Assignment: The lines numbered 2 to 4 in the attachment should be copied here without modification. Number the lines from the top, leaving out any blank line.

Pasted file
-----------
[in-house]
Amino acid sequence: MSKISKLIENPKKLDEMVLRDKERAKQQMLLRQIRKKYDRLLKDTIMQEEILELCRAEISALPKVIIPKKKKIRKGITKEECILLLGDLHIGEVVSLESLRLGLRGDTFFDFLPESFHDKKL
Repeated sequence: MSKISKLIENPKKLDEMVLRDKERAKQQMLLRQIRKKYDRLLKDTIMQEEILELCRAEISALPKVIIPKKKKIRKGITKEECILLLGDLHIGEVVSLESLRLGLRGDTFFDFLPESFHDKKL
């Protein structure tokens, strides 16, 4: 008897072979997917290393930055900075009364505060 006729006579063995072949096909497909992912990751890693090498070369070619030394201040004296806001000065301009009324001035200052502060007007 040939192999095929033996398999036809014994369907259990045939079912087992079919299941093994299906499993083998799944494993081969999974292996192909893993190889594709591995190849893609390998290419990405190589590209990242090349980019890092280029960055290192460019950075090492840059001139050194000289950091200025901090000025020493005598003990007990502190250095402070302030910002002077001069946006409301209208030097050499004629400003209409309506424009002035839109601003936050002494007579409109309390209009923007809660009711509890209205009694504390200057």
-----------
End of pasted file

Amino acid sequence: MSKISKLIENPKKLDEMVLRDKERAKQQMLLRQIRKKYDRLLKDTIMQEEILELCRAEISALPKVIIPKKKKIRKGITKEECILLLGDLHIGEVVSLESLRLGLRGDTFFDFLPESFHDKKL
Repeated sequence: MSKISKLIENPKKLDEMVLRDKERAKQQMLLRQIRKKYDRLLKDTIMQEEILELCRAEISALPKVIIPKKKKIRKGITKEECILLLGDLHIGEVVSLESLRLGLRGDTFFDFLPESFHDKKL
């Protein structure tokens, strides 16, 4: 008897072979997917290393930055900075009364505060 006729006579063995072949096909497909992912990751890693090498070369070619030394201040004296806001000065301009009324001035200052502060007007 040939192999095929033996398999036809014994369907259990045939079912087992079919299941093994299906499993083998799944494993081969999974292996192909893993190889594709591995190849893609390998290419990405190589590209990242090349980019890092280029960055290192460019950075090492840059001139050194000289950091200025901090000025020493005598003990007990502190250095402070302030910002002077001069946006409301209208030097050499004629400003209409309506424009002035839109601003936050002494007579409109309390209009923007809660009711509890209205009694504390200057």